I was watching the news awhile ago and saw a report that a new song is about to be released, titled "It's Hard to Say Good-bye." Actually, it won't be. They've been fun, but enough is enough. And please, please, please….no more songs!
Tonight I and some friends will be heading to the Bird's Nest for the evening's track and field competitions. We had been excited at the prospects of seeing local hero Liu Xiang run for gold in the 110m hurdles, but alas, that will not happen. Because this will be our first time at a venue actually inside the Olympic Green, we're planning to go around 5pm for our 7pm event. This will give us a couple of hours to explore the area. But we're already starting to worry about food. If we get there at 5, and the events don't end until near midnight, what will we eat? I've heard that there are a couple of MacDonald's within the Green, but that they are super crowded. Otherwise it may just be snickers and potato chips. But wait….maybe there's another option.
The reporting team at the Wall Street Journal has discovered the existence of self-heating lunch boxes within the green. They bought one, took it back to their office, and produced a video clip about it, titled "Exploding Lunch Boxes." Follow the link. It's quite funny.
If you don't hear from my again, I've most likely been taken out by one of these.
I had tickets for this morning's BMX bike race out at the Laoshan Bike Venue. BMX biking is translated into Chinese as "little wheel bike," which is pretty much what it is. Unfortunately the competition got rained out, and has been postponed until tomorrow. Even more unfortunately I didn't find that out until I had gotten there. Oh well, I got to scout out the area and plot my return tomorrow morning. I will bike with the big wheels to the subway and go from there. Should be pretty easy.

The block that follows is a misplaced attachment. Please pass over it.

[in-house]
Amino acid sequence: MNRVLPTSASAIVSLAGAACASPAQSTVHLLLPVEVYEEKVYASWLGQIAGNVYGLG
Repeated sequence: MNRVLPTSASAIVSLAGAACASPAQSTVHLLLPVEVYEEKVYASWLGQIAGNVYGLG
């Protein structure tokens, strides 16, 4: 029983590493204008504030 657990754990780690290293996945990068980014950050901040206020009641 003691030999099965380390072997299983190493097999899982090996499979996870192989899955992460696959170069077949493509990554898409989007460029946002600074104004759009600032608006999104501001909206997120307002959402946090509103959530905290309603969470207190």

As part of my attempt to get into the Olympic spirit tonight, I went to the gym. I think I've gotten inspired from a week of watching so many people run, jump, and chase balls. I walked on the treadmill. Talk about boring. To help relieve the tedium, the gym has installed tv monitors on the wall above the treamills. Guess what was on? Olympics! (is there anything else?) In particular, the station was tuned to a field hockey match between China and some European country.
I spent my elementary and junior high years in Karachi, Pakistan, where field hockey is a popular sport. My sister and I attended the Karachi American School, and field hockey was part of the physical education curriculum. I hated it, mostly because PE class was at 2 in the afternoon, when temps were ALWAYS above 110 (f), and our PE teacher, Miss DeSa, would simply never consider NOT making us round around the field with those weapons called bats, chasing that stupid ball. Try as I might, I just can't bring myself to watch field hockey—it brings back too many traumatic memories.
Time to go watch some volleyball. Miss DeSa used to make us play that as well, but at least it was in the gym, where the temps were only above 90.
China has been on a eupohric high since the grand opening ceremonies of these Games, and the subsequent medal haul of the Chinese athletes. Something was bound to give somewhere sometime. It happened this afternoon in the Bird's Nest, where China's favorite Olympic star, Liu Xiang was set to run a trial heat that would set him up to run for gold in the 110m hurdles on Thursday night–in front of the home crowd. The hopes and dreams of a nation and 1.3 billion individuals have been riding on his shoulders for years. But it will not be. A leg injury flared up at the start of the race, and he was forced to pull out, stunning a crowd of 90,000 in the stadium, and a nation watching on TV into silence and tears. Unbelievable. There is no joy in Beijing this day. Time Magazine'sHannah Beech has an excellent article about it here.